Crazy Rasberry Ants

An unknown species of ant is wrecking havoc in Texas

An Ant

Jeff Kubina

First came the killer bees and now comes the crazy ants. Houston is home to a new invasive species of ant, thought to have arrived via a container ship in 2002. The as-of-yet unidentified species is colloquially referred to as the crazy rasberry ant for its erratic foraging habits, appearing to dart in every direction but straight ahead. The ant has quickly become a nuisance both to the local ecology and to the people living with them. They are omivorous and will eat everything from flora to other insects and even the hatchlings of a local grouse called the prarie chicken. They have destroyed all matter of electrical equipment, insinuating themselves into fire alarms and sewage pumps, mucking up the works as they go.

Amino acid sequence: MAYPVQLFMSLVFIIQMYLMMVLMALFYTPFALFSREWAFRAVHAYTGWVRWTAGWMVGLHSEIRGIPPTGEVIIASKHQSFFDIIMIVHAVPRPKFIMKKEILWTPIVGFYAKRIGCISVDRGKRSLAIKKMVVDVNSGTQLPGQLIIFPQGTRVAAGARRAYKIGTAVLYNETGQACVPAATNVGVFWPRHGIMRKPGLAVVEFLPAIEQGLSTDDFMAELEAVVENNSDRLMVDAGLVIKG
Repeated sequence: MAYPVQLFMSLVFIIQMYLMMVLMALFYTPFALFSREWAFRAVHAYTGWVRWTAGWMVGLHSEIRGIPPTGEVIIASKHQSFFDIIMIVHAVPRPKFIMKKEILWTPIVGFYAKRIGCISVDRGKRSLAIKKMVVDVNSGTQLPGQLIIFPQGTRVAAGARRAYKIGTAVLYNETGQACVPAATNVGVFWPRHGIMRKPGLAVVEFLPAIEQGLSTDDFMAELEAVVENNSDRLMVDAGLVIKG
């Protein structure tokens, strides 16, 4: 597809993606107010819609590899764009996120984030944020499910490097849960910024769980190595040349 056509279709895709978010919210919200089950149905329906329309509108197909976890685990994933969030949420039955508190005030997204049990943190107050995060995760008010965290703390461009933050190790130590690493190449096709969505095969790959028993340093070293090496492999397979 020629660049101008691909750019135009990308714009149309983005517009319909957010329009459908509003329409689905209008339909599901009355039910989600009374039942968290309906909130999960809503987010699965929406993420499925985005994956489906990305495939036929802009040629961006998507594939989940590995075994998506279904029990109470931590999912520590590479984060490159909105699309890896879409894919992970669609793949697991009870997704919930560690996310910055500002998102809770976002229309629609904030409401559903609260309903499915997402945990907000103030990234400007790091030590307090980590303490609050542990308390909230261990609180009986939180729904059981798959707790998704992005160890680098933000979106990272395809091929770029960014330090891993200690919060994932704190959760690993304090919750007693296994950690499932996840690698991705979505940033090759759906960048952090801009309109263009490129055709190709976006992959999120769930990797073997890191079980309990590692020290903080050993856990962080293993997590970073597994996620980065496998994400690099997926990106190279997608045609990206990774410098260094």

While the species is already too widespread and established for any hope of erradication, even simple population control is proving to be difficult. The animals are not attracted to the usual poison bait traps and so require specialized extermination. The colonies are polygyne (having multiple queens) and may even be interconnected into supercolonies, making colony destruction nearly impossible. Even when individuals are killed, the survivors will smartly pile their dead over the pesticide-treated areas to cross to safety.